MacAdam: Fascination with Mike Tyson began in Albany

JOE CAMPOREALE/USA TODAY SPORTSMike Tyson attends the WBC heavyweight title bout between Deontay Wilder and Tyson Fury at MGM Grand Garden Arena on Feb. 22.

JOE CAMPOREALE/USA TODAY SPORTS

Mike Tyson attends the WBC heavyweight title bout between Deontay Wilder and Tyson Fury at MGM Grand Garden Arena on Feb. 22.

Categories: News, Sports

If you live around here, you know The Egg, maybe even have been there (or below it) for an event.

It’s enormous, considered by some an elegant, unique piece of sculpted architecture, derided by others as a feeble attempt by Nelson Rockefeller to lend some grace to the otherwise cold, impenetrable monolith of state bureaucracy that is the Empire State Plaza in Albany.

In John Hodgman’s intro to a music video for a song called “The Egg” by the absurdist duo They Might Be Giants (who have played there), he describes it as “More than just a venue, The Egg is a gigantic cement performance orb, whose smooth featureless exterior suggests a worrisome lack of fire exits.”

 The Plaza Convention Center is below The Egg, and on March 6, 1985, the pristine, unformed yolk of a heavyweight fighter dropped into the middle of a boxing ring in front of a less-than-capacity crowd of about 2,000.

Video from ringside shows the baby-faced Mike Tyson in white trunks with a red waistband — he was just 18 — as he spends a minute and 47 seconds dismantling a tomato can named Hector Mercedes. There are boos as Tyson is awarded a technical knockout, the smallish crowd’s bloodlust denied the spectacle of Tyson delivering even more punishment.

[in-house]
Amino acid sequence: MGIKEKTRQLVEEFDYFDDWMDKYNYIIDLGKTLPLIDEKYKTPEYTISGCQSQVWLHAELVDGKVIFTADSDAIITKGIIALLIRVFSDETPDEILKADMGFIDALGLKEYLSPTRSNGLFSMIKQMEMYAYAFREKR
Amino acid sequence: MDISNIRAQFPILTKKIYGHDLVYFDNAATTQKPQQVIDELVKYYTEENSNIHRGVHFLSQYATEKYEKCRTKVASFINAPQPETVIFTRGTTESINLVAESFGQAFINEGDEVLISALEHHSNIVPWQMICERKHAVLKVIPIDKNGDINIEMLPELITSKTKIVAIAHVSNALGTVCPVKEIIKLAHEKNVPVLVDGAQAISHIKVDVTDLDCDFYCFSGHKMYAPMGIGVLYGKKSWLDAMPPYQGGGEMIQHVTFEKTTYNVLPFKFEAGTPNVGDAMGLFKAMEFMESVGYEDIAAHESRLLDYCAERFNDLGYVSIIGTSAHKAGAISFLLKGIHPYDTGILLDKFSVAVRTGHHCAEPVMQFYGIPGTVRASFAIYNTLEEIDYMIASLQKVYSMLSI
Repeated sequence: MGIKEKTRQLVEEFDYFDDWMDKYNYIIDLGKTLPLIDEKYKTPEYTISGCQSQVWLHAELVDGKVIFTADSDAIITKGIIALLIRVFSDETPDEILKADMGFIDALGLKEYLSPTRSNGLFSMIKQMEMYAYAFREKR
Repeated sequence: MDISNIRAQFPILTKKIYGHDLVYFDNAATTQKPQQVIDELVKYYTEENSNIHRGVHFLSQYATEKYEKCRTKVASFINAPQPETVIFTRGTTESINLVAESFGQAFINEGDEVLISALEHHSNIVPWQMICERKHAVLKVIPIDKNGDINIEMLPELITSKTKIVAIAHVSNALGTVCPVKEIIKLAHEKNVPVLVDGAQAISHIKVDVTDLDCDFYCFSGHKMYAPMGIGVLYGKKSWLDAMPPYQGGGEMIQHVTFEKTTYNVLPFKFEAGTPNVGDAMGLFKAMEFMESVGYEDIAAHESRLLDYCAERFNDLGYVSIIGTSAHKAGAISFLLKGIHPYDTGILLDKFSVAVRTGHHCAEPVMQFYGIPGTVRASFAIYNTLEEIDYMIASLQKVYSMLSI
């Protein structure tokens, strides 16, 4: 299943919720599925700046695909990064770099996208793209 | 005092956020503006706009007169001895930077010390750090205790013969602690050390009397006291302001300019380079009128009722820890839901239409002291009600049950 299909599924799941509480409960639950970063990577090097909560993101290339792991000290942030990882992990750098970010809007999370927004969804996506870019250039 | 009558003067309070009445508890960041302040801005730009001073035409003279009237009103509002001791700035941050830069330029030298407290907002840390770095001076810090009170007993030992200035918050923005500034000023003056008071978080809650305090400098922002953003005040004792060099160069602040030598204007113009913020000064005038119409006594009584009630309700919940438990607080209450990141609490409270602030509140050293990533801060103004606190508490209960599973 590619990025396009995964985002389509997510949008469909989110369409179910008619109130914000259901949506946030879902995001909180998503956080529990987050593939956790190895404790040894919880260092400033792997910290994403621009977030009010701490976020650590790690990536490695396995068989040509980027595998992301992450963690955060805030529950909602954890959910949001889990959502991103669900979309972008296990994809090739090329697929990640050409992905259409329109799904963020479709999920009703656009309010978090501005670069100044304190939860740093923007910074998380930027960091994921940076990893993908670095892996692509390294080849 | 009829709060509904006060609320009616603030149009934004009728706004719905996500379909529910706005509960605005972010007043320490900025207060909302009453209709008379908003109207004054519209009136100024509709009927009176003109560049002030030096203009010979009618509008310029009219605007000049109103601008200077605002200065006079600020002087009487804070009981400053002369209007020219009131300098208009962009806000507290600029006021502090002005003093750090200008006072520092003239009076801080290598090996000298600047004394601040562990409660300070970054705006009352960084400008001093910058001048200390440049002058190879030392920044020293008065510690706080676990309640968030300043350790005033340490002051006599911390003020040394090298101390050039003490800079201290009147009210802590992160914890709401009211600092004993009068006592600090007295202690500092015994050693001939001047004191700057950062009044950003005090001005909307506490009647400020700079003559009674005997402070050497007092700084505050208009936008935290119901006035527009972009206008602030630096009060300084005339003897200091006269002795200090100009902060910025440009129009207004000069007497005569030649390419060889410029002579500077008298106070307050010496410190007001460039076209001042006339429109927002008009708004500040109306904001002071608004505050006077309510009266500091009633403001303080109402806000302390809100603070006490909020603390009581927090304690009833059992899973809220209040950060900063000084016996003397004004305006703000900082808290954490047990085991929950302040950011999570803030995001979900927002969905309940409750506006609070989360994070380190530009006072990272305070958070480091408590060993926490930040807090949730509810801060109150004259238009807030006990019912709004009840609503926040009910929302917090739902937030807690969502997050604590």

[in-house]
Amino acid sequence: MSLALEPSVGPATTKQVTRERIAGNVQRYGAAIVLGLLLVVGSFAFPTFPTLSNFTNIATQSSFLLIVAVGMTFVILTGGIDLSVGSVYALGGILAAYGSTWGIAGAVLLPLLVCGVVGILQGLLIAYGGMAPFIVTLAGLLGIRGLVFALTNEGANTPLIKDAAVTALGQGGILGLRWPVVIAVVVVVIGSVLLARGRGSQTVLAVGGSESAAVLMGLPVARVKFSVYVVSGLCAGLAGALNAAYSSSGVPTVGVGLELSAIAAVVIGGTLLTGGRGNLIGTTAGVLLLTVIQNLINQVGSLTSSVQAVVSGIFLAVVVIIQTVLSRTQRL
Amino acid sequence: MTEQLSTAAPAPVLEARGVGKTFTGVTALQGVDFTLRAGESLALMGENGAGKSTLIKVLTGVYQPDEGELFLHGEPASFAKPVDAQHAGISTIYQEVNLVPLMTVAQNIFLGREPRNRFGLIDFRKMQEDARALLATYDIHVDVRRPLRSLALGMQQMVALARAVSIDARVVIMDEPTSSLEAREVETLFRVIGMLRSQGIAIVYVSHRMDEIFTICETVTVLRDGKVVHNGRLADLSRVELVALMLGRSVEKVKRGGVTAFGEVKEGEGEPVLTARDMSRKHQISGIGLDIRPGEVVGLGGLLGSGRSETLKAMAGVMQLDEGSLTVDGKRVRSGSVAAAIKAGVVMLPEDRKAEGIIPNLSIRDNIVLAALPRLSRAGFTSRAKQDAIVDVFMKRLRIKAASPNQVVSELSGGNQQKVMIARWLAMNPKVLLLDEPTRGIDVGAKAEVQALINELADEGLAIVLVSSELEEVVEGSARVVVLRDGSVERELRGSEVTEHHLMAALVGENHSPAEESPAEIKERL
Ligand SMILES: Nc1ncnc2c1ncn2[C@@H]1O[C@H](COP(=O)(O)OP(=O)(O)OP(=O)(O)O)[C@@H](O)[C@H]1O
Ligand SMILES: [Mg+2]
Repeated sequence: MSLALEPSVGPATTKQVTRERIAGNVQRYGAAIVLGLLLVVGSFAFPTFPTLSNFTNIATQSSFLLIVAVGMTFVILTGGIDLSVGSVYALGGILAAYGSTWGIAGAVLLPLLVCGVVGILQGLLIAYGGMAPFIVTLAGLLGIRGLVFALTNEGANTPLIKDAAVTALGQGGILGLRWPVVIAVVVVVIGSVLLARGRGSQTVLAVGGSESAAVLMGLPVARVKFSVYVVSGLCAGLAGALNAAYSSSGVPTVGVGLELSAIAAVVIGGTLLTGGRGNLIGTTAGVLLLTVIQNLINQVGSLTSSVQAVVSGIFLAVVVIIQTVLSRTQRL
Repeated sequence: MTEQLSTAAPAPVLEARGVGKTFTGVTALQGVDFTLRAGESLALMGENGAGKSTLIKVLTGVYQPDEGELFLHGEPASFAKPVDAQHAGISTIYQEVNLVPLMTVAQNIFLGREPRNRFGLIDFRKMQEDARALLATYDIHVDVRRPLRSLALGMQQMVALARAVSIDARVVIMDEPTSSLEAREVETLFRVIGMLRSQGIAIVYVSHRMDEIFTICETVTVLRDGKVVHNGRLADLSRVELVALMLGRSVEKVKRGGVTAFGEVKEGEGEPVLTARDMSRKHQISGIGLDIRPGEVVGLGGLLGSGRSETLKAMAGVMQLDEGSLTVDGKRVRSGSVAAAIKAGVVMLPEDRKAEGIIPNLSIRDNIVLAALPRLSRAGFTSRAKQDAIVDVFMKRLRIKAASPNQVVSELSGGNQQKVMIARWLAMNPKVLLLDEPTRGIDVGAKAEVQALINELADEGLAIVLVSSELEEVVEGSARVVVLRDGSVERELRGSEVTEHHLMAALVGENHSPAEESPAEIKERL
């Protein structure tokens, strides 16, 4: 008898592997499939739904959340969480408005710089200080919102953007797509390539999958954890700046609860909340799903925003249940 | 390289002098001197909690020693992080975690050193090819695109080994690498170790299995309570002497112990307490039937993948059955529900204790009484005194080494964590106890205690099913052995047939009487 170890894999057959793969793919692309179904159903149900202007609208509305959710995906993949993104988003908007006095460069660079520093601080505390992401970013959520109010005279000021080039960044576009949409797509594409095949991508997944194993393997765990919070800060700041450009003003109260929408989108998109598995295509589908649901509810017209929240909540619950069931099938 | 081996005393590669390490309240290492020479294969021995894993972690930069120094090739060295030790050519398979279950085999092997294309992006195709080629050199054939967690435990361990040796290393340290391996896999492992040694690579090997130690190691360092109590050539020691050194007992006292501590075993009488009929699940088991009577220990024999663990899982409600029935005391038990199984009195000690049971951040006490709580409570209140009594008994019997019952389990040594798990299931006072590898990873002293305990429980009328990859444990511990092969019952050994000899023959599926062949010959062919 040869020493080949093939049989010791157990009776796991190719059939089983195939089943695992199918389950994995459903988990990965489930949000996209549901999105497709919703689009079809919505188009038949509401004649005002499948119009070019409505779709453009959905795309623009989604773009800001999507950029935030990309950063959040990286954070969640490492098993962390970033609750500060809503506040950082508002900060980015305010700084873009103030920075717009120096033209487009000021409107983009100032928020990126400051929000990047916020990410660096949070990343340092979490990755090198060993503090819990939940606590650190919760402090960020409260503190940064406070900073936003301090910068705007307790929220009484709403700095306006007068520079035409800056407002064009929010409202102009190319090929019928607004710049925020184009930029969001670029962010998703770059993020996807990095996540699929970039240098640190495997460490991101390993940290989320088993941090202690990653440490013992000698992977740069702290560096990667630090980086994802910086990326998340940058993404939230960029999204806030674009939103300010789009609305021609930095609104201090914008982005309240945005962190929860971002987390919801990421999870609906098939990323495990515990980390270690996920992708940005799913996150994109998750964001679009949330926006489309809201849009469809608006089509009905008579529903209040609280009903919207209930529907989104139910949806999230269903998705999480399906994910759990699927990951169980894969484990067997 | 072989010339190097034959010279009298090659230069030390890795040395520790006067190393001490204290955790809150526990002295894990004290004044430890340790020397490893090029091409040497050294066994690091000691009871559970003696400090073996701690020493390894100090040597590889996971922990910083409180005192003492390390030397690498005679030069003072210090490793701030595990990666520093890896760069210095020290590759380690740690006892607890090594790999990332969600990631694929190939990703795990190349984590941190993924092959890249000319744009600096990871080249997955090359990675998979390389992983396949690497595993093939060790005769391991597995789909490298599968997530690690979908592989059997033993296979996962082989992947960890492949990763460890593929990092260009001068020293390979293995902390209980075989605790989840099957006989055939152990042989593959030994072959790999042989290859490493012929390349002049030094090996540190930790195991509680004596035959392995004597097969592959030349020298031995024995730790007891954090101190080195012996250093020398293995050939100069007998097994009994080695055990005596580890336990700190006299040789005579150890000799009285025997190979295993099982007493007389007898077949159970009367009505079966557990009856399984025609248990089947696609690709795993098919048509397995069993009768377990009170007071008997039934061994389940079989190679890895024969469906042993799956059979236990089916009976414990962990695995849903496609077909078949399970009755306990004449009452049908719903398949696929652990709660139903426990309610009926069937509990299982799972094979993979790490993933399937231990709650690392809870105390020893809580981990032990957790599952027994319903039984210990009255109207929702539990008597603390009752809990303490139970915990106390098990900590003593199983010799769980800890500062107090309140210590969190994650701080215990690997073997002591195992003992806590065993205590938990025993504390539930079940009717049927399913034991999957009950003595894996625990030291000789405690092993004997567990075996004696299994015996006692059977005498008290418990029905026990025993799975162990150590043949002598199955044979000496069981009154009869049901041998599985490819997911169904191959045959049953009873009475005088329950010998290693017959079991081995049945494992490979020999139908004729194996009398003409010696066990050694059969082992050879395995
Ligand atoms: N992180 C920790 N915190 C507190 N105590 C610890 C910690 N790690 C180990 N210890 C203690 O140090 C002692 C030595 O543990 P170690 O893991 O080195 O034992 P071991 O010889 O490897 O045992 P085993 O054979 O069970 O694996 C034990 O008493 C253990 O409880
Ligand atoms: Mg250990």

Fast forward to this Saturday, when the 54-year-old Tyson will face the 51-year-old Roy Jones Jr. in what is supposed to be an exhibition of eight two-minute rounds at the Staples Center in L.A., but to hear both boxers tell it, will be more than just glorified sparring.

The fascination with Tyson will never end. He is now a graybeard convicted rapist with a Maori warrior facial tattoo who owns a cannabis ranch and is stepping into the ring having experienced three years in prison, bankruptcy despite $300 million in earnings and the death of an infant daughter by accidental strangulation.

“The Baddest Man on the Planet,” who bit off a chunk of Evander Holyfield’s ear, once joked post-fight about his intention to hit Jesse Ferguson “in the nose one more time so that the bone would go up in his brain.”

The Jones fight is available on pay-per-view for $49.99, and because this is 2020 and because it’s a Tyson fight, the referee’s name is Ray Corona. Because of course.

Who knows what this fight will produce, but I imagine anyone who saw Tyson in his formative years in the Capital Region will nod knowingly and have flashbacks to the relentless, vicious, compact combinations, the right uppercut, the left hook that withered men, body and soul. The visceral fear of his opponents before the opening bell.

Tyson was born in Brooklyn and lived in Catskill for the early part of his boxing career, having  spent time at the Tryon School for Boys in Johnstown after having been arrested 38 times by the age of 13.

He became a local story for us because he fought here many times early on, four times under The Egg, three times at the long-gone Latham Coliseum, twice at the Glens Falls Civic Center and twice at RPI’s Houston Field House, where he appeared on national TV for the first time when ABC Sports broadcast the Ferguson fight on Feb. 16, 1986, Tyson’s 18th pro bout.

“I just went back and checked, the Gazette had a small one-column, three-paragraph story,  ‘Tyson wins pro debut’ or something, in Albany,” my friend and colleague Bill Buell said last week, of the Mercedes fight in 1985.

That level of coverage would change. Bill worked at least a dozen Tyson fights, including his TKO of Mike Jameson at the Trump Plaza Hotel in Atlantic City on Jan. 24, 1986, and his 12-round unanimous decision in the Jame “Bonecrusher” Smith clinchfest at the Las Vegas Hilton on March 7, 1987.

Tyson eventually moved his headquarters back to New York and never fought in these parts again after needing just 30 seconds to turn Marvis Frazier into overcooked spaghetti at the Glens Falls Civic Center on July 26, 1986, the 25th fight of Tyson’s career.